True epic poems in the classical sense fall into two basic categories: they are either about (1) war, or (2) a journey. Virgil’s Aeneid combines both, as do the multi-plot Renaissance romances of Spenser and Ariosto that mix episodic wanderings with chivalric showdowns. HellWard falls into the second category, as should be evident from Sale’s reverence for Dante.
No less an authority than Joseph Charles Mackenzie, one of the foremost lyric poets writing today, has called James Sale “England’s finest living poet.” In this he was referring to Sale’s previous lyric verses and his mastery of the “smaller, tighter forms.” Mackenzie then goes on to cite Dante as an example of this mastery, if the terzain is taken as a basic unit of poetry. As Sale himself notes, HellWard is the first attempt to write a long poem in English using this form (aside from Shelley’s unfinished Triumph of Life), and he discusses its underutilization in our language, as well as his choice of it as a “brilliant format for driving forward a narrative.” Having a structure of terzains makes for a tight arrangement that requires fitting a lot of meaning into groupings of just three lines, while also employing this small unit of structure in the service of a longer work.
What can we say about a work that the author himself describes as a “continuation” to the Divine Comedy, arguably the greatest poem ever written? How could such a thing possibly measure up? Sale himself has no pretensions, saying that he merely took Dante as a model, and like all the great epic poets have done with the previous figures within their tradition, he reworks Dante. While Sale clearly owe a debt in the choice of rhyme-scheme, theme of the infernal journey, and the fact that Dante is a character, HellWard is by no means merely derivative of the great Florentine. Given that 700 years intervene between the two poets, we can expect to find a great deal that is different in their visions of Hell. It is a Hell that the reader can relate to, where circles are replaced with hospital wards. The torture is often psychological rather than physical (though this occurs too). Gone are the systematized divisions of Dante’s Roman Catholic vision that so often come off as somewhat bizarre to a modern audience, with Hell’s descending gradations of incontinence, violence, and fraud. Sale himself has Dante allude to this difference, and to the author’s view that the worst evils stem from errors of intellect which may be well-intentioned:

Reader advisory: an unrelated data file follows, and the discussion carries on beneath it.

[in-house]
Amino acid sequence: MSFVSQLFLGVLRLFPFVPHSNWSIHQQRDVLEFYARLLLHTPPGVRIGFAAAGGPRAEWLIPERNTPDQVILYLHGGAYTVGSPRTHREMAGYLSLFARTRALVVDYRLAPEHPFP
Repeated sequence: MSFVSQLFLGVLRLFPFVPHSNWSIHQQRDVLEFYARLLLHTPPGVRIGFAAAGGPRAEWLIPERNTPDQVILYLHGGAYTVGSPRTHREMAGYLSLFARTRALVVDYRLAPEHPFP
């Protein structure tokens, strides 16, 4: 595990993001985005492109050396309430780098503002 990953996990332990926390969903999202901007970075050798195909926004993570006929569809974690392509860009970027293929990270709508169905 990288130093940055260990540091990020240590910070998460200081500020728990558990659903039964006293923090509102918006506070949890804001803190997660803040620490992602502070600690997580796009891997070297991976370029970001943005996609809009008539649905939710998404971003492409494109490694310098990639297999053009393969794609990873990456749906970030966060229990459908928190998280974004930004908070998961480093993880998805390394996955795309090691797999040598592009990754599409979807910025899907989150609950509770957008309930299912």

‘This modern world’, he grimaced, ‘truth to tell,’
Is not the same as Florence was back then;
It’s different, though stamped and marked as hell.
He paused, as if to weigh what that might mean.
‘We knew what evil was, and how it caught
Unwary souls; but here…you think you’re clean,
As if deleting wrong were done by thought,
As if enough opinions made wrong right,
As if my way cancelled truly we ought …’
Philip Sidney considered the epic or “heroical” genre the “most accomplished kind of poetry,” and in his Defense of Poesy defined the epic hero as one “stirs and instructs the mind” with moral doctrine, who “doth not only teach and move to a truth, but teacheth and moveth to the most high and excellent truth; who makes magnanimity and justice shine through all misty fearfulness and foggy desires…” While James Sale is not a conventional warrior like Achilles or Rinaldo, he does conform to Sidney’s definition of the hero-as-truth-seeker—and in this sense probably more so than certain of his ancient Greek counterparts like Odysseus (lying rogue and trickster), Jason (philandering scoundrel), or Achilles (glory hog).
Intellectual error is, for Sale, a hell of one’s own making. Before the poet even enters Hell proper in the second canto, the opening lines of the poem show us that we are actually already there:
It had to be – that long descent began
About me images, one century
That started, stuttered, showed how poor is man
In all things except his savagery.